Numerous Opinions—Which Will Happen? 

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Get 20 experts in a room and ask them to prognosticate, and you will get 30 opinions. This seems to be the case with this year’s group of IT trend spotters. While there is a difference of opinion in some areas (e.g., IT spending), there are a few topics that seem to be widely accepted as taking center stage in 2010.

The following sections summarize the findings of a number of the major IT trend spotters.

IT Employment Predictions for 2010

Foote Partners1 offers the following IT employment predictions for 2010:

  1. IT unemployment overall has stabilized and steady momentum in services sector job gains has been offset by continued volatility elsewhere. Five IT bellwether job segments reported in the US Department of Labor statistics lost 7,300 jobs in September, October and November 2009 but added 18,500 jobs for a net gain of 11,200 jobs. By contrast, for the first eight months of 2009, the same five IT job segments experienced a net loss of nearly 31,000 jobs.

    The most robust job segment, Management and Technical Consulting Services, gained a net 13,600 jobs in the first 11 months of 2009. A second segment in the same job category, Computer Systems Design and Related Services, posted a net loss of 7,800 jobs in the same 11-month period, but a gain of 5,500 jobs in October and November. Not so lucky in 2009 were services jobs, as the Data Processing, Hosting, and Related Services segment showed a net loss of 6,700 jobs since the start of 2009.
  2. Slim to no chance for meaningful IT jobs recovery in 2010. IT hiring overall will not pick up noticeably until late in 2010, and more likely 2011. Volatility will continue to punctuate staffing and pay levels throughout 2010, with human capital investments focused on specific IT skill specializations as employers struggle to recalibrate their IT workforces by striking the right balance among costs, agility and intense competitive market pressures.
  3. Investments focus more on skills than jobs in 2010. As throughout 2009, the emphasis is less on jobs and hiring and much more on filling critical skills needs…acquired from the inside (hiring, training), from the outside (contractors, consultants), “rented” via outsourcing and offshoring, or “given over” by purchasing any number of managed services. Hiring restrictions, combined with business leaders demanding quicker, highimpact, predictable, cost-effective execution, will continue in 2010 to refocus employers on skills, not jobs. …The biggest downside of this skills focus and accelerated process: Quick decisions to cast off anybody and anything that is a drag on finite resources often result in unfortunate consequences post-recession when unique experience and skills held by certain cast-offs are desired once again.
  4. IT services employment sector is first to recover, but differently for small vs. large vendors. The search will be even more frantic next year for right-skilled IT contractors, consultants and even managed services that can be depended on to perform critical work—a boon for the IT services sector. Boutique small and medium-sized business (SMB) consulting firms in hot segments such as security will continue to experience acute talent shortages against a steady drumbeat of demand for their specialized services, which are generally regarded very highly for their quality, reliability, relationship management and competitive pricing (vs. their much larger competition).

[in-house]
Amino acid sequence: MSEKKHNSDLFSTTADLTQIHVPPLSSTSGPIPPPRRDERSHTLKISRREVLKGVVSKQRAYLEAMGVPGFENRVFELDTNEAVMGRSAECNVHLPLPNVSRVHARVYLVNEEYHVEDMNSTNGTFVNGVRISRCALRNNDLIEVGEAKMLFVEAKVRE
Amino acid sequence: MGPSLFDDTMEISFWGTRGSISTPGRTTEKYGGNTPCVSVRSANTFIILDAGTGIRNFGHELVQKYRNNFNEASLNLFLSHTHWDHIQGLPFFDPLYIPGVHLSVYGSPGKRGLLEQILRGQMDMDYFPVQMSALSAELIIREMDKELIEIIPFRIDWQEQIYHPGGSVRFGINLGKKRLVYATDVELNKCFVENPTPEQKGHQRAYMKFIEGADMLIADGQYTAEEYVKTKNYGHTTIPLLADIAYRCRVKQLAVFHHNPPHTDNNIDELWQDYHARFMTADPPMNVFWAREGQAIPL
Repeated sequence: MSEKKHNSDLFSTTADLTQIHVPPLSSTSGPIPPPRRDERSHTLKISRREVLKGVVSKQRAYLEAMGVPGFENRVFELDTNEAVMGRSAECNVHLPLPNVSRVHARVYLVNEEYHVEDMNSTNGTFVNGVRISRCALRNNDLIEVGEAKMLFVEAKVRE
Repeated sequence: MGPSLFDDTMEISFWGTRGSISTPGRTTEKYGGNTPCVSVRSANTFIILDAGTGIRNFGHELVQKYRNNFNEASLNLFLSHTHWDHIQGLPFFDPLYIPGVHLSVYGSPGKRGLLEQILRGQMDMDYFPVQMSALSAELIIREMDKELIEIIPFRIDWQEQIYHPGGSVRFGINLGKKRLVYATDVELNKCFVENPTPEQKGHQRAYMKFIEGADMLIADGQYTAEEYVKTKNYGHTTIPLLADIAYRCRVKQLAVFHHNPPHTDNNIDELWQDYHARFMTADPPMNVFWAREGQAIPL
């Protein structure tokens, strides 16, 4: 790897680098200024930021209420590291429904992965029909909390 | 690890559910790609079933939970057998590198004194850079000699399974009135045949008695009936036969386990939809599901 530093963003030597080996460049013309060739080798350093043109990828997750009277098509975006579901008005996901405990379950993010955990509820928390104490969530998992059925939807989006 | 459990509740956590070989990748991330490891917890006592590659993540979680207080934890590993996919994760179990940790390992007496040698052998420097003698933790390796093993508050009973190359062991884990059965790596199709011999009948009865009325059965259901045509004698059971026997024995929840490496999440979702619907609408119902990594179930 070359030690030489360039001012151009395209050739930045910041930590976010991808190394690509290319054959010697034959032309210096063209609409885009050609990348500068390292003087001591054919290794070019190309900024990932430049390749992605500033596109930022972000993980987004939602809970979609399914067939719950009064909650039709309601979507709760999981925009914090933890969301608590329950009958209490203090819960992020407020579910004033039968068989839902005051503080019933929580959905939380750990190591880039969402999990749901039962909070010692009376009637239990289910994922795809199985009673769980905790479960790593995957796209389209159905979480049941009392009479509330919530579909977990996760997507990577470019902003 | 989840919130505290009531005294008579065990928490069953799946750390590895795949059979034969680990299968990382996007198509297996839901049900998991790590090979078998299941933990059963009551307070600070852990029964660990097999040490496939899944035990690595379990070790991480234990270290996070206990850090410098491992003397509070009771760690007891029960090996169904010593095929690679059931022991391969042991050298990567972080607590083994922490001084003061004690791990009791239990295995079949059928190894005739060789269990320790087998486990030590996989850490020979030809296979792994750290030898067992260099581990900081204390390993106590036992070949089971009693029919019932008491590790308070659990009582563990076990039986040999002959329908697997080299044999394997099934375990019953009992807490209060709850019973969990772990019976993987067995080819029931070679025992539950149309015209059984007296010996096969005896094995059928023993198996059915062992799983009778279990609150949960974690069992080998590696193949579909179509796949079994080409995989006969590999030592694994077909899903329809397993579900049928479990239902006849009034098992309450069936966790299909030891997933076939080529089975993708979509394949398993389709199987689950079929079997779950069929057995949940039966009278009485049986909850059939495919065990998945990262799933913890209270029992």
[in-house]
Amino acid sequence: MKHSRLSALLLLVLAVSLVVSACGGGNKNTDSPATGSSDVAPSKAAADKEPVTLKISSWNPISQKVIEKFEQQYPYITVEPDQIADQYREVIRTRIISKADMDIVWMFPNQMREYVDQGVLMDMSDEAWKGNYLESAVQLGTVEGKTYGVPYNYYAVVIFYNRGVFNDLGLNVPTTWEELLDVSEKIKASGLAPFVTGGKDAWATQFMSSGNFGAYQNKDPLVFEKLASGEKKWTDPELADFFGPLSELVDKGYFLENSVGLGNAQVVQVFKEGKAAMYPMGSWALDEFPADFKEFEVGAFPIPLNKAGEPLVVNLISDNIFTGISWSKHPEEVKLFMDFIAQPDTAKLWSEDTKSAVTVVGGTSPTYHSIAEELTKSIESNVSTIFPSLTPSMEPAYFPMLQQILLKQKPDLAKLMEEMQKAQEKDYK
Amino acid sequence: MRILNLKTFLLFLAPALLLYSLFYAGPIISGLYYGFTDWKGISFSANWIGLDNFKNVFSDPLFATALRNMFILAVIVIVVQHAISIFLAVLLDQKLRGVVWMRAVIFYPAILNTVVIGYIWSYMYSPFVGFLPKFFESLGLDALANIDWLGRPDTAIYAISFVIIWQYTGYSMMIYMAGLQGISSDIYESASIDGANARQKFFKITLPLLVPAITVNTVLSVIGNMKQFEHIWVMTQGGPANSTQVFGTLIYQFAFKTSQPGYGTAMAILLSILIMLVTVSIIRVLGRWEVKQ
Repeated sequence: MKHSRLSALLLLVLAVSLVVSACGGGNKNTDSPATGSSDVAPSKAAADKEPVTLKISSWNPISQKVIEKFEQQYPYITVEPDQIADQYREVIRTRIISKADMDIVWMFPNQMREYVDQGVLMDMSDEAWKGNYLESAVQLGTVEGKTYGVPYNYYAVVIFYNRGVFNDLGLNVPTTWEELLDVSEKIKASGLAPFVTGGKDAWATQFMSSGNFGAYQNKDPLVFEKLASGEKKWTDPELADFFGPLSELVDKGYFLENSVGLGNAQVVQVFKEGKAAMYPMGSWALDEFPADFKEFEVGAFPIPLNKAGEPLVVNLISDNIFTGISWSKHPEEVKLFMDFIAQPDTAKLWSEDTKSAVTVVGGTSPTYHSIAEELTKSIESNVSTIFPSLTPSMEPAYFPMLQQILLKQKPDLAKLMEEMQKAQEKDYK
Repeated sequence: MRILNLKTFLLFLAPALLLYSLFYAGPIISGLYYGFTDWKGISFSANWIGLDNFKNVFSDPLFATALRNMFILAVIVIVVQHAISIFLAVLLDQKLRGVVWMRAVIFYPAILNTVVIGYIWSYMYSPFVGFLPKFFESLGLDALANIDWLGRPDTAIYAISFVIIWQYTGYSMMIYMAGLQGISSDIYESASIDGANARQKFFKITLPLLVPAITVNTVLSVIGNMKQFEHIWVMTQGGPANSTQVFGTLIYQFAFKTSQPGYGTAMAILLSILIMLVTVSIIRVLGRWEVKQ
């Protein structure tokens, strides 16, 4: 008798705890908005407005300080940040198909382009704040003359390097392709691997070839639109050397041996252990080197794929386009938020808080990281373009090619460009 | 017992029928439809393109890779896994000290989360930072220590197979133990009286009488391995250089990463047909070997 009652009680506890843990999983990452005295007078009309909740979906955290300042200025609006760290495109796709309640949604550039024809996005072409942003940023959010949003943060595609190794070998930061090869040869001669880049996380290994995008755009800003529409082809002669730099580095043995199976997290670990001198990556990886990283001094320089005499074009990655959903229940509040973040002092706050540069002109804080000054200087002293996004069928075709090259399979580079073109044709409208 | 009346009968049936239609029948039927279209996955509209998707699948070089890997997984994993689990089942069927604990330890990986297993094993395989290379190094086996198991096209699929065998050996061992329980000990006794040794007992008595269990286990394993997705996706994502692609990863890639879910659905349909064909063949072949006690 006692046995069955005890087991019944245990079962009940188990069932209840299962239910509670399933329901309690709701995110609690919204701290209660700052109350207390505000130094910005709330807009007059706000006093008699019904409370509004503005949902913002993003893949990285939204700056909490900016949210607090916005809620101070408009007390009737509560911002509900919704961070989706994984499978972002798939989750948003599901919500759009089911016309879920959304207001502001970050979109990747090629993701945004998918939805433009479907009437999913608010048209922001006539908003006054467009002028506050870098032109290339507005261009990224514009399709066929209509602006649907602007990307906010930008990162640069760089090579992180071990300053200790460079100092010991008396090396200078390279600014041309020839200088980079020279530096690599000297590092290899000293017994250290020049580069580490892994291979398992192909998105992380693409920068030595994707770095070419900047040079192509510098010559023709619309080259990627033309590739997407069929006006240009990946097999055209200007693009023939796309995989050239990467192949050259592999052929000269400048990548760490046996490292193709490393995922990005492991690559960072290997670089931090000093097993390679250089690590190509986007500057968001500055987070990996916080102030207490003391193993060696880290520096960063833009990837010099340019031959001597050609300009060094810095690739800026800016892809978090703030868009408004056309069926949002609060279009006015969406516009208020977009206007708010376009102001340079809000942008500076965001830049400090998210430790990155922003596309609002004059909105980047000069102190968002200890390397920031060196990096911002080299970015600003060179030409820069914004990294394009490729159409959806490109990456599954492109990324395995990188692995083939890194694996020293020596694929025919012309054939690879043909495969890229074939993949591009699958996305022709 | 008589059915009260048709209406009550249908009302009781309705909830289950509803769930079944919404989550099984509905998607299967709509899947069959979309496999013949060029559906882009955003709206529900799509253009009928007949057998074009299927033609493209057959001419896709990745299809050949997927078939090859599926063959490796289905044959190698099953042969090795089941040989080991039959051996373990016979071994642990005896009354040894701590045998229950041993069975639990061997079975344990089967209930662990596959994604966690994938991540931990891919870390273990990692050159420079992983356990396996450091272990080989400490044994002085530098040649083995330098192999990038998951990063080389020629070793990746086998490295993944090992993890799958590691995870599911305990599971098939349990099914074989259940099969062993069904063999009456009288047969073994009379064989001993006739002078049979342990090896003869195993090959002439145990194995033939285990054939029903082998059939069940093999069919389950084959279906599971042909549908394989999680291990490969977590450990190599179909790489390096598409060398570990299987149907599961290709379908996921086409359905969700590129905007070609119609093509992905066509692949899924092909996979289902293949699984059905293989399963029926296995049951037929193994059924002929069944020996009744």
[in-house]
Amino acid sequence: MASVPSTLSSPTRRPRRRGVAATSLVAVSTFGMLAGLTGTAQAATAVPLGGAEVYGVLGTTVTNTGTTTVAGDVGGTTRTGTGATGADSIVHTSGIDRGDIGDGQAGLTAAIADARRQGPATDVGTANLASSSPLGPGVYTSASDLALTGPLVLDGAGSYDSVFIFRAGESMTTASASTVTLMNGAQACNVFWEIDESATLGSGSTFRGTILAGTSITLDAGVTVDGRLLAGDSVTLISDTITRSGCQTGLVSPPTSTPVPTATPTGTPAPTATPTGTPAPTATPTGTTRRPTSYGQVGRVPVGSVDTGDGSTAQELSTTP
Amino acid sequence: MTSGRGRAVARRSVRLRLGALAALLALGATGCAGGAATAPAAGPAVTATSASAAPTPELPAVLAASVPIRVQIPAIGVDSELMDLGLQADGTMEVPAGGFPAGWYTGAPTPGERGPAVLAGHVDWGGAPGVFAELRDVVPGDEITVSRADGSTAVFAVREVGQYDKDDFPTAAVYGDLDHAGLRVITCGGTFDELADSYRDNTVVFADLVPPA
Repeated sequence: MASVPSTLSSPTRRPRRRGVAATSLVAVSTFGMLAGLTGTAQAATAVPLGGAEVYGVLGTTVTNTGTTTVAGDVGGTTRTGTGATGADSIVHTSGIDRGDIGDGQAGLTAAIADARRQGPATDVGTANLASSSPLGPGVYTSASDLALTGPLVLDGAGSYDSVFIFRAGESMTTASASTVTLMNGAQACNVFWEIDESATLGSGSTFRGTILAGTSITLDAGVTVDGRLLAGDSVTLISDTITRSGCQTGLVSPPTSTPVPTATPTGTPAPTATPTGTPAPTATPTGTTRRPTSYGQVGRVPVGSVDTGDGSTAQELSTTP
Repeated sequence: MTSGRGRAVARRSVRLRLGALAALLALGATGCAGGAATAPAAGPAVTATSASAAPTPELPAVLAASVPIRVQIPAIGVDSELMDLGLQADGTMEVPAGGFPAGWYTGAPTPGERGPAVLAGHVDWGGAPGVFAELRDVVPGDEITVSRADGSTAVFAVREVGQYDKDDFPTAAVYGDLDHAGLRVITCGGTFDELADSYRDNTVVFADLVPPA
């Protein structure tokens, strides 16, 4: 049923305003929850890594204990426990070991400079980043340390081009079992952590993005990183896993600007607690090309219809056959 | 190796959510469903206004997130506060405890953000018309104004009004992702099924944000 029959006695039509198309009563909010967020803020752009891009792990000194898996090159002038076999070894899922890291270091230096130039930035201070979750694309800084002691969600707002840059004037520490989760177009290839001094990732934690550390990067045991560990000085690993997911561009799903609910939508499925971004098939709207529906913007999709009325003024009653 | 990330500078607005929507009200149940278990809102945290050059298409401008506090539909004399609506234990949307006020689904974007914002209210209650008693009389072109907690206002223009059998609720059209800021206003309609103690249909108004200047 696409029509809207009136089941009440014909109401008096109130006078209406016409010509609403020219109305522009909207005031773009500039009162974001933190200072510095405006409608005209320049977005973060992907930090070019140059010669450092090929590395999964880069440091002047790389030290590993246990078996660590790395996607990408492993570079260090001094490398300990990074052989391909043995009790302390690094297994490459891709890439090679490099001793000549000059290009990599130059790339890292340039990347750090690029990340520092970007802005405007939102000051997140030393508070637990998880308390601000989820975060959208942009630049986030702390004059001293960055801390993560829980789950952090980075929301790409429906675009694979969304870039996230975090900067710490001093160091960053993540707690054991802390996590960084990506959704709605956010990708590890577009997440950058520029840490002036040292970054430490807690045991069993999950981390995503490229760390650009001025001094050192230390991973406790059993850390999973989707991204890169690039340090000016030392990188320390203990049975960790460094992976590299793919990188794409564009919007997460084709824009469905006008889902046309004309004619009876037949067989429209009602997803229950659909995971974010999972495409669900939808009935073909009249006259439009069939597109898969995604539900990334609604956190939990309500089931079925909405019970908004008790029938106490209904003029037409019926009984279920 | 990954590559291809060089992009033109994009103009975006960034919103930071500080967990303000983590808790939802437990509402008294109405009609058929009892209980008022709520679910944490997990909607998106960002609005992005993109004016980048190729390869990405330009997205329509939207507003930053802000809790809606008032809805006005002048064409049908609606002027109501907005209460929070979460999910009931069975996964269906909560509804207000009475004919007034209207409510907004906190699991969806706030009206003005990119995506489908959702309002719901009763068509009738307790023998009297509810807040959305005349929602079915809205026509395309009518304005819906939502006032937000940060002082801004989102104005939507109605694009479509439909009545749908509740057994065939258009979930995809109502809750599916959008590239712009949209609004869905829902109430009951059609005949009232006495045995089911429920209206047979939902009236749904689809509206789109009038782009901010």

5. For short- (and long-) range IT job security, the smartest place to be in 2010 is IT security. Unlike other technology job segments, pay and demand for security skills have risen steadily since 2007, and neither budget nor headcount has diminished in economic hard times. Driving continued momentum for steady jobs investment and career safety are more regulation; constant fear of increasing threats; greater customer expectations and demands aimed at vendors; and the splitting of business/strategic risk and operational security activities, which has been accelerated by market forces. Also in demand: SAP professionals; IT specialists who can engage audiences in their company’s messages, products and services via social media; web development; e-commerce applications and systems; and business intelligence skills and competencies.
  6. The X factor: managed services adoption. Impressive growth projections for the next three years—compound annual revenue growth estimates in the 10 percent to 39 percent range are common for several service segments— portend the beginning in 2010 of widespread IT workforce reconstitution, allowing employers to start to properly synchronize on-board skill sets with rapid-change business requirements. The goal is lean, nimble, reactive and predictable human capital deployment with less waste.

IT Spending in 2010

Gartner concluded that the economic crisis has irrevocably changed the business oversight of IT investments. The tighter linkage established during 2009 between IT spending and business performance metrics is here to stay.2

According to a Forrester survey3 of more than 900 IT executives and technology decision makers in Canada, France, Germany, the UK and the US, IT contractors and consultants will see the deepest decreases in spending for their services, while systems integration and outsourcing services will have the greatest increases. Unlike the last recession from 2001 to 2002 when outsourcing and offshoring experienced growth from firms seeking to reduce internal IT costs, the spending picture for IT services this time around is much more mixed.

When asked about changes they expect to see in their organization’s total spending on IT services:

  • 30 percent said they plan to increase spending on systems integration and project work